Following on from yesterdays post about the different issues that we must consider when we want to do something about human trafficking, here are my second four.
– Gender Inequality
When you consider that 80% (US trafficking in persons report) of the transnational victims of human trafficking are women and girls we are forced to ask questions about equality of women around the world. Many of us don’t feel this inequality so vividly in our western lives but the undercurrents are there.
They are there when we challenge gender roles, they are there when we look at parenting styles, they are there when we open our newspapers, in the lyrics of songs on the radio and in the representation of women in our governments and boardrooms. Unfortunately we still have a long way to go to and until we see brave men and women promoting, supporting and empowering each other in all areas of achievement, life and leadership, we cannot expect to see changes that particularly view females as weaker, easy targets and prey. And that is just the challenge for more developed countries.
If we then take in the treatment and view of females in developing countries, you can see how trafficking thrives:
– Dowry systems in South Asia put a price on girls from a young age, this tradition sets the girl up as saleable goods in her own eyes, and everybody else’s.
– Many developing countries have traditional community attitudes and practices that tolerate violence against women. This facilitates trafficking.
– Nearly half of women in Uganda and more than half in Tanzania reported having been physically abused by a male teacher. Education and opportunities are compromised.
– Lack of legitimate and fulfilling employment opportunities for women, particularly in rural developing communities can lead to risky migration decisions.
Who are the women and girls around you? Are you promoting their worth and value? Are you encouraging them to lead?
Traffickers exploit need. The people they prey on are those struggling with poverty, desperate to improve their lot in life. Whether it’s a family in Dehli with 8 mouths to feed or a family in Derry barely surviving below the breadline; poverty is a brutal force that can drive people to desperation and give exploiters a green light. We need to be tuned in to poverty around us if we want to see who could be vulnerable to being trafficked. This isn’t an exercise in scaremongering, but the reality is harsh. How can you tackle poverty where you are? It could be something simple like donating to a local food bank or hamper programme. How can you tackle poverty around the world? Keep up with organisations like Oxfam and Save the Children for ways to get involved or participate in their work.
I’ve discussed the prevalence of over-sexualised music and imagery in the mass media on the blog before. It’s not a secret that we are ALL exposed and lured in by the sexy things of our culture. It’s like a car crash in the middle of the road and we’re all snatching a nosey as we drive past. Some stop to look longer than others – literally buying into meaningless sexualised culture provoked and promoted by sleazy outlets on our magazine racks, satellite tv stations and video games. I’m bored of it all. This culture of value on the most provocative headlines is wasting away our sense of worth and is turning people into commodities to be consumed.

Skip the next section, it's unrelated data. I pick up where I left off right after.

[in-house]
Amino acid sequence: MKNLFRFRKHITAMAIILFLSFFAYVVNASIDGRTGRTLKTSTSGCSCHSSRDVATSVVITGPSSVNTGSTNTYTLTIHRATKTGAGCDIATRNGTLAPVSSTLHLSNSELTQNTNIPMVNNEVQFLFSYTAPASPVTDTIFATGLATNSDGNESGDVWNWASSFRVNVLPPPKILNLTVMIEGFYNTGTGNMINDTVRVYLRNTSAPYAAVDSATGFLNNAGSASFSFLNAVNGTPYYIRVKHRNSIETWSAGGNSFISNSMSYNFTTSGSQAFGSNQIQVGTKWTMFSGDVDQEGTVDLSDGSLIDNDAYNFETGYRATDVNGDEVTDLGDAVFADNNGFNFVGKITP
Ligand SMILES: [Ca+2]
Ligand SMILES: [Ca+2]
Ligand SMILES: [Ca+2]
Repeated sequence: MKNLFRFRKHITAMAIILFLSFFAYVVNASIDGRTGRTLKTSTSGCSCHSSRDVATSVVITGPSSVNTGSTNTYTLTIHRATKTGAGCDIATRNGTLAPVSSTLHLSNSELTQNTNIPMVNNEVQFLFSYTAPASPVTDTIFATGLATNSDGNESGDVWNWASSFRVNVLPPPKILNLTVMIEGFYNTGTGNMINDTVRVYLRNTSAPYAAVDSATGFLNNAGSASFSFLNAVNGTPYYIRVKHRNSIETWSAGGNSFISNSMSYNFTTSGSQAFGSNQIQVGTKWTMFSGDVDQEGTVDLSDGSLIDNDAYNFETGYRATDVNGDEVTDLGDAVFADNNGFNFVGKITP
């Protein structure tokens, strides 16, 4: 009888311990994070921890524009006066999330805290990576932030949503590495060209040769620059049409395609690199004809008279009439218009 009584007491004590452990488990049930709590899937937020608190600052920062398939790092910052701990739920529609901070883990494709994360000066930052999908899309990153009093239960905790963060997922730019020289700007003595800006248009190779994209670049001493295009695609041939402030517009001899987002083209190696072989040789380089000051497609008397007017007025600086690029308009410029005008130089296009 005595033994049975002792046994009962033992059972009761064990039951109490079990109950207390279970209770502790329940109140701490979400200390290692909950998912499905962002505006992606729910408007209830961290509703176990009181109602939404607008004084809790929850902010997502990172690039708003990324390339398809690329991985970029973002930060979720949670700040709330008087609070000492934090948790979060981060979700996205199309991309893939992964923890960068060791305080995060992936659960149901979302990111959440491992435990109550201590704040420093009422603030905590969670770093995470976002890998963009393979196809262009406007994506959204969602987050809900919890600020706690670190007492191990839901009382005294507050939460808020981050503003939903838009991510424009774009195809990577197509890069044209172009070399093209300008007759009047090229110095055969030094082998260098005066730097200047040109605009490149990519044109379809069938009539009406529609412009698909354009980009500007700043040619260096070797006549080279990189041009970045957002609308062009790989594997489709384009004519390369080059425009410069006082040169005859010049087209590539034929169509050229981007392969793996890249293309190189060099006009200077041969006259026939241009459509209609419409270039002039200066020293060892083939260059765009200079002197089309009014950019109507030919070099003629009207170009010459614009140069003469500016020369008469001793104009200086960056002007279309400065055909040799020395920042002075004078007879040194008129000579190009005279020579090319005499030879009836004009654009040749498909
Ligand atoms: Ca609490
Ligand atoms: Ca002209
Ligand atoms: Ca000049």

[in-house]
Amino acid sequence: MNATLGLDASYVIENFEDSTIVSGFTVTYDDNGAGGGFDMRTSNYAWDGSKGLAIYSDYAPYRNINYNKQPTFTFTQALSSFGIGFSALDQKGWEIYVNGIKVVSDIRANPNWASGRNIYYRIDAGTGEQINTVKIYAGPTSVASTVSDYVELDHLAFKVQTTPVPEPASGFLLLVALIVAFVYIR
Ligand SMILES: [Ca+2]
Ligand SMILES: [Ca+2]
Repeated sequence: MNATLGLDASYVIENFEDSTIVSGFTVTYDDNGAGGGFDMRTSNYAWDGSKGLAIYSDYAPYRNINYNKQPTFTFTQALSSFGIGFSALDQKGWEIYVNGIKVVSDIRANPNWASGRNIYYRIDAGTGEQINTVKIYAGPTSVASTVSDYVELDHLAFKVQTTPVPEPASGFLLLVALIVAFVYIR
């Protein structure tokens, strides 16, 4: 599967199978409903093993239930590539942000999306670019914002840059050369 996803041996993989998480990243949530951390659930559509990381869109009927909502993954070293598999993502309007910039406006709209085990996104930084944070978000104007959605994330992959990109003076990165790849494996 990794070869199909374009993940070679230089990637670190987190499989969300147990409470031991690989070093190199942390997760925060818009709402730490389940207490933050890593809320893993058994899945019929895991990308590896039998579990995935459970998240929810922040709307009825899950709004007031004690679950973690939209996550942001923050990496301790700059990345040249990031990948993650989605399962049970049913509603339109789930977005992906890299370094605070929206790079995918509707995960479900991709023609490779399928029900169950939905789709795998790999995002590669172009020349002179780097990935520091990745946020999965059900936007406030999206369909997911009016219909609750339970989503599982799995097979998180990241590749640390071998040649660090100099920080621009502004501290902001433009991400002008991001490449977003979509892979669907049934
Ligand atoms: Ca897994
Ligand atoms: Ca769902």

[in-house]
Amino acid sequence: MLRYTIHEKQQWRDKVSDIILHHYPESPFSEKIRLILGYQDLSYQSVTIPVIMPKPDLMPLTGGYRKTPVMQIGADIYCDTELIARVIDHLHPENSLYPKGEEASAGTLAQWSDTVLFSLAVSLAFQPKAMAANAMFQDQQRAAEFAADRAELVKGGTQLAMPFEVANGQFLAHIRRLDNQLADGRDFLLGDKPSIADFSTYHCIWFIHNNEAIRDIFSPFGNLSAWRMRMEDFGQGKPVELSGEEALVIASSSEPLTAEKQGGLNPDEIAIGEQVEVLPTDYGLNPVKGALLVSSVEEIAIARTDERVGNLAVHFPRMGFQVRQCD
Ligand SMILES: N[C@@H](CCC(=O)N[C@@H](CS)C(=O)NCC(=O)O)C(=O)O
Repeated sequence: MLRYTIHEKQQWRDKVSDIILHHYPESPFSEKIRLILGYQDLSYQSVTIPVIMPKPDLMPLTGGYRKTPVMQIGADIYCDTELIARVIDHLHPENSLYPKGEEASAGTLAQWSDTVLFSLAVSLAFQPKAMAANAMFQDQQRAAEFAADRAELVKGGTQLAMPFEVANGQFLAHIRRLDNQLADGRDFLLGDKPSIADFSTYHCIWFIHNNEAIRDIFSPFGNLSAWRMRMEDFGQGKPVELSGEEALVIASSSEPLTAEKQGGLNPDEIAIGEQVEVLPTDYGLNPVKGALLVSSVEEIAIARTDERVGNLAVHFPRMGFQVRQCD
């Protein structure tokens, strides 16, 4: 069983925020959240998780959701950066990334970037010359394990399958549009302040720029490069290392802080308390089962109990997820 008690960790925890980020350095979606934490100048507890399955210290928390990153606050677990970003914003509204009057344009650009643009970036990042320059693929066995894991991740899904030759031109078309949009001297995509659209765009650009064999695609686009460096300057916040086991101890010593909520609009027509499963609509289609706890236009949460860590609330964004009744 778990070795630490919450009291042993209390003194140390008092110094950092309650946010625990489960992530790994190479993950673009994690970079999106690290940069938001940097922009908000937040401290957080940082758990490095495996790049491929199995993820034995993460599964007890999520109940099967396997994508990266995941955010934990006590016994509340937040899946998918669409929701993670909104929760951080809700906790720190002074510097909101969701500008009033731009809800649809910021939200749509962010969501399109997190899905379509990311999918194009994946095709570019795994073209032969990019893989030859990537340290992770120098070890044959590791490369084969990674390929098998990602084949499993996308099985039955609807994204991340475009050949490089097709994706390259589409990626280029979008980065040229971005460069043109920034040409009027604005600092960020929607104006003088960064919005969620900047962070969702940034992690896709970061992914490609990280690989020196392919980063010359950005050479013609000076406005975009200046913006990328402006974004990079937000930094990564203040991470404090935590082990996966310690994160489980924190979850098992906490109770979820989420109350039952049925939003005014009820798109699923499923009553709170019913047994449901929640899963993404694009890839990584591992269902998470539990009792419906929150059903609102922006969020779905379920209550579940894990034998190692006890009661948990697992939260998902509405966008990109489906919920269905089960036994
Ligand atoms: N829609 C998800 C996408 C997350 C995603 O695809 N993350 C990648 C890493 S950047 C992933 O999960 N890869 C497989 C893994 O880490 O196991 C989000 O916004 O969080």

Did you know that the average age of first Internet exposure to pornography is 11 years old? ELEVEN. Where do you even go from there?
The more we continue to let this issue spiral, the more responsible we all are for the desensitisation to sexual violence and the increase of exploitation. Campaigns like No More Page Three are calling out the unnecessary and blatantly misogynistic traditions that most of us have come to accept – add your voice to this. Where can we inject dignity and place value in our culture that redeems this?
– Ethical Living
Do you buy stuff? Do you know where it comes from? You would be surprised to know how many of the everyday products we buy and use are contaminated by practices that exploit and abuse human rights. It’s a tricky business sourcing stuff that is made ethically but we can be wiser and more deliberate about our consumer habits.
Our family is committed to traffik-free chocolate – chocolate that is certified by Fairtrade/Rainforest Alliance/UTZ. Stop the Traffik has been leading the way in campaigning the big chocolate companies and informing the masses:
‘Over a third of the cocoa that makes the world’s chocolate comes from the Ivory Coast, Africa. It’s highly likely that the beans that make your favourite chocolate bar come from here. Thousands of boys as young as 10yrs old, from the Cote D’Ivoire and neighbouring countries, are trafficked to pick and harvest these beans. Their freedom is taken and they are forced to work long hours on the cocoa plantations without receiving any money for their work. They are beaten and work in dangerous conditions using machetes to open the cocoa beans.’
It’s just one small change, but if the average person spends £200 on chocolate a year, I know where I’d rather give my cash. You can join in too – Stop the Traffik are calling people to action on this to mark EU Anti-Trafficking Day by signing up to a thunderclap to bombard one of the biggest chocolate companies to be accountable for promises they have made to make their chocolate ‘traffik-free’. DO IT HERE!
Another go-to website for ethical information is Ethical Consumer. It rates companies and brands based on several different criteria. Find out where your stuff comes from. Make sure you are contributing to this issue with your wallet.
I’d love to hear your thoughts on some of this stuff – do you agree? What have I missed? Do you feel like there is something within the last two posts that you can grab onto and do something about? I hope you can. We need you.